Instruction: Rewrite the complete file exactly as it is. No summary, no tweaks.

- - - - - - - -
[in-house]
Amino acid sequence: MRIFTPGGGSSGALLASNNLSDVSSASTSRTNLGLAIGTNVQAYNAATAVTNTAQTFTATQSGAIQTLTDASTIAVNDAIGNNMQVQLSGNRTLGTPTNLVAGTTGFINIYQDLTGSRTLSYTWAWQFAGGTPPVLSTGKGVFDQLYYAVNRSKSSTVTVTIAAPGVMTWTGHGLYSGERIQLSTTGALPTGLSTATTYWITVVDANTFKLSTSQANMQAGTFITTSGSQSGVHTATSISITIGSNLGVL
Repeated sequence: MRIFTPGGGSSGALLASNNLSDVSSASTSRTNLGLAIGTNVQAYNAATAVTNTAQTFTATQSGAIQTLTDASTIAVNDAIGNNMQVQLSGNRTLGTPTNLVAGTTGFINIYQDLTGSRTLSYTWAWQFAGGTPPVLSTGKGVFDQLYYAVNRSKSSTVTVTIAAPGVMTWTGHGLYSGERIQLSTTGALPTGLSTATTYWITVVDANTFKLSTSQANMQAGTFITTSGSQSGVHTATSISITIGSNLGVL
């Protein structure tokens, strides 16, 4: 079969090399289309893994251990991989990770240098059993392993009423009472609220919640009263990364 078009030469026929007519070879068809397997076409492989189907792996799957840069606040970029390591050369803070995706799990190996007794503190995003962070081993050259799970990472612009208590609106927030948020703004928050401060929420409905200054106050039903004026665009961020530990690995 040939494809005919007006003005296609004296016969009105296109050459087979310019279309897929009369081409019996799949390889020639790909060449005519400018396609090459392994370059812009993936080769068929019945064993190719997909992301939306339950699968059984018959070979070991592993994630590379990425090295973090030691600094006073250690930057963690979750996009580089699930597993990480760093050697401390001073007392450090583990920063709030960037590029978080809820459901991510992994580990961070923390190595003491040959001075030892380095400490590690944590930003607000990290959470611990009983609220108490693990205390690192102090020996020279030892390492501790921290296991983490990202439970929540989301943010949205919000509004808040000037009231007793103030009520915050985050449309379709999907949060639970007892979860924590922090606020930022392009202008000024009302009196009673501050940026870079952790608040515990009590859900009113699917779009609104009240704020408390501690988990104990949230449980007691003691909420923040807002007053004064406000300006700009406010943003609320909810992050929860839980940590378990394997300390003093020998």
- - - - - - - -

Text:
[in-house]
Amino acid sequence: MRIFTPGGGSSGALLASNNLSDVSSASTSRTNLGLAIGTNVQAYNAATAVTNTAQTFTATQSGAIQTLTDASTIAVNDAIGNNMQVQLSGNRTLGTPTNLVAGTTGFINIYQDLTGSRTLSYTWAWQFAGGTPPVLSTGKGVFDQLYYAVNRSKSSTVTVTIAAPGVMTWTGHGLYSGERIQLSTTGALPTGLSTATTYWITVVDANTFKLSTSQANMQAGTFITTSGSQSGVHTATSISITIGSNLGVL
Repeated sequence: MRIFTPGGGSSGALLASNNLSDVSSASTSRTNLGLAIGTNVQAYNAATAVTNTAQTFTATQSGAIQTLTDASTIAVNDAIGNNMQVQLSGNRTLGTPTNLVAGTTGFINIYQDLTGSRTLSYTWAWQFAGGTPPVLSTGKGVFDQLYYAVNRSKSSTVTVTIAAPGVMTWTGHGLYSGERIQLSTTGALPTGLSTATTYWITVVDANTFKLSTSQANMQAGTFITTSGSQSGVHTATSISITIGSNLGVL
């Protein structure tokens, strides 16, 4: 079969090399289309893994251990991989990770240098059993392993009423009472609220919640009263990364 078009030469026929007519070879068809397997076409492989189907792996799957840069606040970029390591050369803070995706799990190996007794503190995003962070081993050259799970990472612009208590609106927030948020703004928050401060929420409905200054106050039903004026665009961020530990690995 040939494809005919007006003005296609004296016969009105296109050459087979310019279309897929009369081409019996799949390889020639790909060449005519400018396609090459392994370059812009993936080769068929019945064993190719997909992301939306339950699968059984018959070979070991592993994630590379990425090295973090030691600094006073250690930057963690979750996009580089699930597993990480760093050697401390001073007392450090583990920063709030960037590029978080809820459901991510992994580990961070923390190595003491040959001075030892380095400490590690944590930003607000990290959470611990009983609220108490693990205390690192102090020996020279030892390492501790921290296991983490990202439970929540989301943010949205919000509004808040000037009231007793103030009520915050985050449309379709999907949060639970007892979860924590922090606020930022392009202008000024009302009196009673501050940026870079952790608040515990009590859900009113699917779009609104009240704020408390501690988990104990949230449980007691003691909420923040807002007053004064406000300006700009406010943003609320909810992050929860839980940590378990394997300390003093020998």